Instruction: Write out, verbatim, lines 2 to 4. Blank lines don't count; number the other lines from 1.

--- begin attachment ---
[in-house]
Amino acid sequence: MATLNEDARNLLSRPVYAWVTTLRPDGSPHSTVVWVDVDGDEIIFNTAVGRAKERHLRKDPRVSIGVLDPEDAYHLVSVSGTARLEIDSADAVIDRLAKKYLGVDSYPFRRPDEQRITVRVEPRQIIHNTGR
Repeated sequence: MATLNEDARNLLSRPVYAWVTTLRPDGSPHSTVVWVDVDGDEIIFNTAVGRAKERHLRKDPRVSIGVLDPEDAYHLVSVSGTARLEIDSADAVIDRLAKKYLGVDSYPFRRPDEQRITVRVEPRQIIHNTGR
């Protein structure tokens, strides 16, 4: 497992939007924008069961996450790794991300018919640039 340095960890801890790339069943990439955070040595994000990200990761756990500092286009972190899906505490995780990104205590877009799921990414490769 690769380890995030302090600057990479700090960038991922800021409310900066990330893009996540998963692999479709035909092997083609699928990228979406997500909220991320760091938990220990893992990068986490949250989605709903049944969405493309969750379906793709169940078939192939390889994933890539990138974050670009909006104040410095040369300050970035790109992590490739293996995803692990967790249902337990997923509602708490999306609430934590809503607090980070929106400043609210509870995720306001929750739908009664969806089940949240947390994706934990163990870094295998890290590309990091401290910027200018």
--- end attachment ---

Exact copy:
Amino acid sequence: MATLNEDARNLLSRPVYAWVTTLRPDGSPHSTVVWVDVDGDEIIFNTAVGRAKERHLRKDPRVSIGVLDPEDAYHLVSVSGTARLEIDSADAVIDRLAKKYLGVDSYPFRRPDEQRITVRVEPRQIIHNTGR
Repeated sequence: MATLNEDARNLLSRPVYAWVTTLRPDGSPHSTVVWVDVDGDEIIFNTAVGRAKERHLRKDPRVSIGVLDPEDAYHLVSVSGTARLEIDSADAVIDRLAKKYLGVDSYPFRRPDEQRITVRVEPRQIIHNTGR
């Protein structure tokens, strides 16, 4: 497992939007924008069961996450790794991300018919640039 340095960890801890790339069943990439955070040595994000990200990761756990500092286009972190899906505490995780990104205590877009799921990414490769 690769380890995030302090600057990479700090960038991922800021409310900066990330893009996540998963692999479709035909092997083609699928990228979406997500909220991320760091938990220990893992990068986490949250989605709903049944969405493309969750379906793709169940078939192939390889994933890539990138974050670009909006104040410095040369300050970035790109992590490739293996995803692990967790249902337990997923509602708490999306609430934590809503607090980070929106400043609210509870995720306001929750739908009664969806089940949240947390994706934990163990870094295998890290590309990091401290910027200018």